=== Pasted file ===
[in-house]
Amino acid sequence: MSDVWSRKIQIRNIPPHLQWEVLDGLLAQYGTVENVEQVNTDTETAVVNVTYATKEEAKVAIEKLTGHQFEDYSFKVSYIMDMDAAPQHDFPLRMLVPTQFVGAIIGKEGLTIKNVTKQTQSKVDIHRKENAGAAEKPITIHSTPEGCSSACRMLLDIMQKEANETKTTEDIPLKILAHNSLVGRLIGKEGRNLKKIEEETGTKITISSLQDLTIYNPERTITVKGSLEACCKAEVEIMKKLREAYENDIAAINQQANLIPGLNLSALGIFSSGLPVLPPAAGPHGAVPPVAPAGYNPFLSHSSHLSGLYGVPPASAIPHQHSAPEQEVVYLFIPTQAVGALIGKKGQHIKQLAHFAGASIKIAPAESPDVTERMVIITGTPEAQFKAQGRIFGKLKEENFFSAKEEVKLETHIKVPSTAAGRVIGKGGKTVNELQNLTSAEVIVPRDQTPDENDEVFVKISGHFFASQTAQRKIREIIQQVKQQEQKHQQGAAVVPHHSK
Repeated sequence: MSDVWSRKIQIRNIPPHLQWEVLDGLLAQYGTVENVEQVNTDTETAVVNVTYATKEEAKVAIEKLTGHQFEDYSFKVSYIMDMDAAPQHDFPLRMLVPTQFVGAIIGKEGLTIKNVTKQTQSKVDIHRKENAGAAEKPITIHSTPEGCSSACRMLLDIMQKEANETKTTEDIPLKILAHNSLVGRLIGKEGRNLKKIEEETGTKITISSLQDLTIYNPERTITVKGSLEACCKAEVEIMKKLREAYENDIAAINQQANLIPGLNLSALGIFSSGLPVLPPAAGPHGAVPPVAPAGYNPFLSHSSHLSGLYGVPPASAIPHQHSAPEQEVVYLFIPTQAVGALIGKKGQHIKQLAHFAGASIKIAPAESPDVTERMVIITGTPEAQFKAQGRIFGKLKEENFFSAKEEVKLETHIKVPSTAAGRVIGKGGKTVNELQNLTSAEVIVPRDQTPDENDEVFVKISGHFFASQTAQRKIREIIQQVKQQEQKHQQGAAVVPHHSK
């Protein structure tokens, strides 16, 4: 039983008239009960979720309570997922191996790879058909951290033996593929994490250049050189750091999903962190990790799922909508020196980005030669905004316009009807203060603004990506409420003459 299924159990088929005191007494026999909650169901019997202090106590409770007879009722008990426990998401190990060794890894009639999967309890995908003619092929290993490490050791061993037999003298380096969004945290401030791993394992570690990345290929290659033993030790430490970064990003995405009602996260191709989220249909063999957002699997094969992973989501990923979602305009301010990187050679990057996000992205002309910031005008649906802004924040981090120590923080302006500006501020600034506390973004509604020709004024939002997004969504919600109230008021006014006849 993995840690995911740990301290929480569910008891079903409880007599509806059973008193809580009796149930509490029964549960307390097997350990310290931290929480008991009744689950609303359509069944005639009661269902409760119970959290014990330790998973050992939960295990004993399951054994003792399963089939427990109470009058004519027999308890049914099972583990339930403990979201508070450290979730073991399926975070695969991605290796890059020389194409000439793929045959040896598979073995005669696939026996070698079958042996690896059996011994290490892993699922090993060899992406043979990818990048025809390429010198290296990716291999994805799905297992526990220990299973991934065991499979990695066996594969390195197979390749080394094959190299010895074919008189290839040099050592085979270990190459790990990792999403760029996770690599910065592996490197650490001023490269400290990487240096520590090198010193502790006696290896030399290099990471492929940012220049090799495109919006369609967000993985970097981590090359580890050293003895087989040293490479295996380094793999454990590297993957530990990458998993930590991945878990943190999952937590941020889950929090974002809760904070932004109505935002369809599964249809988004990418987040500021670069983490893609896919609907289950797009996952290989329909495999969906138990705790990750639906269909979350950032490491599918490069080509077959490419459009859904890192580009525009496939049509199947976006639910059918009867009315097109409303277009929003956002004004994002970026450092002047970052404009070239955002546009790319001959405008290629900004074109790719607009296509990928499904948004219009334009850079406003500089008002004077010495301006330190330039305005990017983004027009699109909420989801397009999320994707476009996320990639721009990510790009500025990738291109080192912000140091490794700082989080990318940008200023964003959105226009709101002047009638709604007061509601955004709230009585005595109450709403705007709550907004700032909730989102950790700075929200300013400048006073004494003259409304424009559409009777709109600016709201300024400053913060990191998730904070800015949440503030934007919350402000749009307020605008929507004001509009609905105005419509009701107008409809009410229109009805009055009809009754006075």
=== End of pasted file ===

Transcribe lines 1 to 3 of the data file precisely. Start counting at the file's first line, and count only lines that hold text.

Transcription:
[in-house]
Amino acid sequence: MSDVWSRKIQIRNIPPHLQWEVLDGLLAQYGTVENVEQVNTDTETAVVNVTYATKEEAKVAIEKLTGHQFEDYSFKVSYIMDMDAAPQHDFPLRMLVPTQFVGAIIGKEGLTIKNVTKQTQSKVDIHRKENAGAAEKPITIHSTPEGCSSACRMLLDIMQKEANETKTTEDIPLKILAHNSLVGRLIGKEGRNLKKIEEETGTKITISSLQDLTIYNPERTITVKGSLEACCKAEVEIMKKLREAYENDIAAINQQANLIPGLNLSALGIFSSGLPVLPPAAGPHGAVPPVAPAGYNPFLSHSSHLSGLYGVPPASAIPHQHSAPEQEVVYLFIPTQAVGALIGKKGQHIKQLAHFAGASIKIAPAESPDVTERMVIITGTPEAQFKAQGRIFGKLKEENFFSAKEEVKLETHIKVPSTAAGRVIGKGGKTVNELQNLTSAEVIVPRDQTPDENDEVFVKISGHFFASQTAQRKIREIIQQVKQQEQKHQQGAAVVPHHSK
Repeated sequence: MSDVWSRKIQIRNIPPHLQWEVLDGLLAQYGTVENVEQVNTDTETAVVNVTYATKEEAKVAIEKLTGHQFEDYSFKVSYIMDMDAAPQHDFPLRMLVPTQFVGAIIGKEGLTIKNVTKQTQSKVDIHRKENAGAAEKPITIHSTPEGCSSACRMLLDIMQKEANETKTTEDIPLKILAHNSLVGRLIGKEGRNLKKIEEETGTKITISSLQDLTIYNPERTITVKGSLEACCKAEVEIMKKLREAYENDIAAINQQANLIPGLNLSALGIFSSGLPVLPPAAGPHGAVPPVAPAGYNPFLSHSSHLSGLYGVPPASAIPHQHSAPEQEVVYLFIPTQAVGALIGKKGQHIKQLAHFAGASIKIAPAESPDVTERMVIITGTPEAQFKAQGRIFGKLKEENFFSAKEEVKLETHIKVPSTAAGRVIGKGGKTVNELQNLTSAEVIVPRDQTPDENDEVFVKISGHFFASQTAQRKIREIIQQVKQQEQKHQQGAAVVPHHSK